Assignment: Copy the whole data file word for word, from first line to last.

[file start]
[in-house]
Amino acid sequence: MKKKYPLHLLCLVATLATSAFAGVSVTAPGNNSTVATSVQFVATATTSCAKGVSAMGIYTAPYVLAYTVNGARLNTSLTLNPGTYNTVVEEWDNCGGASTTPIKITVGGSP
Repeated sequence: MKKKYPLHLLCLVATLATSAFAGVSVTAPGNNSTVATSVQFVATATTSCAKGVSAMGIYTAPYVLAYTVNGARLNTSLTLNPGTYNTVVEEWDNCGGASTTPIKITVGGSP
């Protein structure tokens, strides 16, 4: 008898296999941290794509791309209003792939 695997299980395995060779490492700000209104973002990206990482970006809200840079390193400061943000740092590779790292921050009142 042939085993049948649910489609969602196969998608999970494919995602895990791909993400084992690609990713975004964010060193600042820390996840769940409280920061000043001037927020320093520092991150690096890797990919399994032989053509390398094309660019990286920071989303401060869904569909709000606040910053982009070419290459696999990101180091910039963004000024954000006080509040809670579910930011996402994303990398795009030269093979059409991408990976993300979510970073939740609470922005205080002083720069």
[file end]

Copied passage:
[in-house]
Amino acid sequence: MKKKYPLHLLCLVATLATSAFAGVSVTAPGNNSTVATSVQFVATATTSCAKGVSAMGIYTAPYVLAYTVNGARLNTSLTLNPGTYNTVVEEWDNCGGASTTPIKITVGGSP
Repeated sequence: MKKKYPLHLLCLVATLATSAFAGVSVTAPGNNSTVATSVQFVATATTSCAKGVSAMGIYTAPYVLAYTVNGARLNTSLTLNPGTYNTVVEEWDNCGGASTTPIKITVGGSP
């Protein structure tokens, strides 16, 4: 008898296999941290794509791309209003792939 695997299980395995060779490492700000209104973002990206990482970006809200840079390193400061943000740092590779790292921050009142 042939085993049948649910489609969602196969998608999970494919995602895990791909993400084992690609990713975004964010060193600042820390996840769940409280920061000043001037927020320093520092991150690096890797990919399994032989053509390398094309660019990286920071989303401060869904569909709000606040910053982009070419290459696999990101180091910039963004000024954000006080509040809670579910930011996402994303990398795009030269093979059409991408990976993300979510970073939740609470922005205080002083720069």